And while the food is seemingly standard, what isn’t standard for most Bruins fans is that the club is seemingly ready to go down this route. For decades, Bruins owner and Delaware North Companies Chairman Jeremy Jacobs has been viewed by this fan base as a villain of thriftiness on Causeway Street, a combination of Mr. Burns and Uncle Scrooge. So to give away free food, seems rather odd of a shrewd businessman battling a tough sports economy.
Or maybe not…
“It’s great, especially if you have children with you because you’re all set,” said Anne Ziaja of Dracut, who sat in the ‘Hungry for Hockey’ section with her son last night. “Hot dogs, sodas, pretzels, that kind of stuff can all add up, but here you know what you’re going to spend and then you have more money, for something like souvenirs.”
How about souvenirs? Well, it’s no mystery that consumers are more apt to spend if they feel they’re getting a good deal.
The whole idea of ‘All You Can Eat’ is nothing new, but was unheard of outside of the posh comforts of luxury and club seats until the Dodgers brought it into the fold last season. Patrons have come to expect bottomless soft drinks and endless hot dogs while spending premium dollars, but now they can have it in the cheap seats as well.
“Instead of shrimp cocktail, fans are getting popcorn and soda,” said Merle. It’s the same relative concept but with a different audience.”
The seats have drawn criticism from diet and health professionals who believe they represent an easy method of binge eating and poor nutrition. According to the Centers for Disease Control, nearly one in three U.S. adults currently tips the scales as obese, so one would imagine that the seats would be a tribute to gluttony. Not so, to this observer’s eyes, as families and others that merely enjoy the convenience of an all inclusive ticket made up a majority of the crowd.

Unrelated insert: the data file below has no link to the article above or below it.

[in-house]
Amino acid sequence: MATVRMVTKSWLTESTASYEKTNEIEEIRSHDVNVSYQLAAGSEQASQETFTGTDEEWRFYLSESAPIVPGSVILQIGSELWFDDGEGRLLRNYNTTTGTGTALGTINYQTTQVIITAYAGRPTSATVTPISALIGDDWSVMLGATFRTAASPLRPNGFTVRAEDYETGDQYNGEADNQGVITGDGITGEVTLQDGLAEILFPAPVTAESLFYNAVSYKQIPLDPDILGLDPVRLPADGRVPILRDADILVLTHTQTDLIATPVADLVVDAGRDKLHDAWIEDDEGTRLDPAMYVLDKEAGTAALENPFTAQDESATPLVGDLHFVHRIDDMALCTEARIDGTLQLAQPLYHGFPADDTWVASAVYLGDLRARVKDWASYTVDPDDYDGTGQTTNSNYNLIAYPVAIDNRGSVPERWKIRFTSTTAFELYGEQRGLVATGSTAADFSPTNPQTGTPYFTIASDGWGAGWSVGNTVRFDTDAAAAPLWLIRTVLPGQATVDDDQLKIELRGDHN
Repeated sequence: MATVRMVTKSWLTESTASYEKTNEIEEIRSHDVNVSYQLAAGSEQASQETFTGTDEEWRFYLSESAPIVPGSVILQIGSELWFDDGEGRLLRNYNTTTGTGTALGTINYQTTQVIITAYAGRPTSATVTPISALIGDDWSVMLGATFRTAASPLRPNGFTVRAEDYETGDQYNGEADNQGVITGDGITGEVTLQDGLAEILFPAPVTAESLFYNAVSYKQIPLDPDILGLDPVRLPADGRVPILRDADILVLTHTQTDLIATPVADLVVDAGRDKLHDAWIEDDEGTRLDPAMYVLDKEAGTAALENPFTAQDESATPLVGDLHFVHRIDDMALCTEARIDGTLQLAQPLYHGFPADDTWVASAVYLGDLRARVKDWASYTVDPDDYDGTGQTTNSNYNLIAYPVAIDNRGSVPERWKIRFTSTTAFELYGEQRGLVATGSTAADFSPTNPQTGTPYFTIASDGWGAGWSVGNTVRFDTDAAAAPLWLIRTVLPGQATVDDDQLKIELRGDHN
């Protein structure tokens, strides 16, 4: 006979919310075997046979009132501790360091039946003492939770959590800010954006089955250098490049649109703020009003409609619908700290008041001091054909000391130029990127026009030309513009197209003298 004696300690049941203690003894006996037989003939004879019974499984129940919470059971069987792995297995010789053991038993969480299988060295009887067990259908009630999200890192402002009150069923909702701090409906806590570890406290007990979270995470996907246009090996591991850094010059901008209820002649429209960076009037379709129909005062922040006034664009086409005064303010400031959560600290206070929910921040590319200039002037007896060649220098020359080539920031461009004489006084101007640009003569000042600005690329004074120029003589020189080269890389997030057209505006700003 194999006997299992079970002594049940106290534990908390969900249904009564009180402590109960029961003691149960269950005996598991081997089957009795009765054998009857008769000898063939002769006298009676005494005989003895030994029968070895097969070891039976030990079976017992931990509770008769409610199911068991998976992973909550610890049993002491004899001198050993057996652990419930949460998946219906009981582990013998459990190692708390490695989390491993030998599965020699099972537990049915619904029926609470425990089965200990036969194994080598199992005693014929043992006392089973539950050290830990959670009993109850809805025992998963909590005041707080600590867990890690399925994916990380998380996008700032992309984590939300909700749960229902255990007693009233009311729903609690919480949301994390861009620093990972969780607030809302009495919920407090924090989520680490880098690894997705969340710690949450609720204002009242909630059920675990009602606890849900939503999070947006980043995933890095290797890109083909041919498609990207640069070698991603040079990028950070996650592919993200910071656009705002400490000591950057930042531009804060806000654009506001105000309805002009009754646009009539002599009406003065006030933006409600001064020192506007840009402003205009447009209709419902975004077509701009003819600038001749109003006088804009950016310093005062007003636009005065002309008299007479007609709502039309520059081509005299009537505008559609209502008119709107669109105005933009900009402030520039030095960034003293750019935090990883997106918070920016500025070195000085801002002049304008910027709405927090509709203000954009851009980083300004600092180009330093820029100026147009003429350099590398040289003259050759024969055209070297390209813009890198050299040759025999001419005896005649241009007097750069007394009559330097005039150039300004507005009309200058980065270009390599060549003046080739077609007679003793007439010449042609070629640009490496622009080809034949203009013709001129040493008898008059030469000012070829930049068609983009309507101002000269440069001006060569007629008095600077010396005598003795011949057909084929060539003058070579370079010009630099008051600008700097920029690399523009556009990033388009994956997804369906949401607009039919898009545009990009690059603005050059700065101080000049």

“It’s something that’s fan friendly, family friendly, you walk into the building and don’t have to worry about anything else,” said Castergine. “You have your ticket to the game, you have your food, you’re pretty much streamlined into this one concession stand where everything is waiting for you.”
One of the things you won’t see in any of these ‘All You Can Eat’ sections is alcohol. Not just because arenas understand that selling watered down Budweiser for seven bucks is consumer fraud at its finest, but because sports has already taken dangerous drive down the road of inebriation before.
The most dubious example came in 1974 when the Cleveland Indians decided to hold a ten-cent beer night, a game which ended with riot police on the field and an Indians forfeit. When the team decided to continue the idea later in the season, they put a limit on how many beers could be purchased, four per person. And when American League president Lee McPhail was asked about it, he said, “There was no question that beer played a part in the riot.”
Given recent fan incidents, not including alcohol in the promotion makes the most sense, both for fan safety and the safety of the product on the ice.
But perhaps the most interesting dynamic of the ‘All You Can Eat’ seat still comes down to the bottom line and the impact it has on a team’s Fan Cost Index. As many would argue, the FCI is about as credible as the BCS these days, as it includes the assumption that a family of four would purchase two adjustable hats and two programs, not to mention eat at the arena instead of eating beforehand at a fraction of the price.
Still, the numbers don’t lie. The Bruins rank third in the NHL’s Fan Cost Index at $352.60 per game for a family of four, but if you sit in the ‘All You Can Eat’ seats, the FCI drops to $232, which ranks 27th amongst NHL clubs.
And if you’re the Bruins, or any team for that matter, $232 spent at the arena is better than nothing and a night at home on the couch.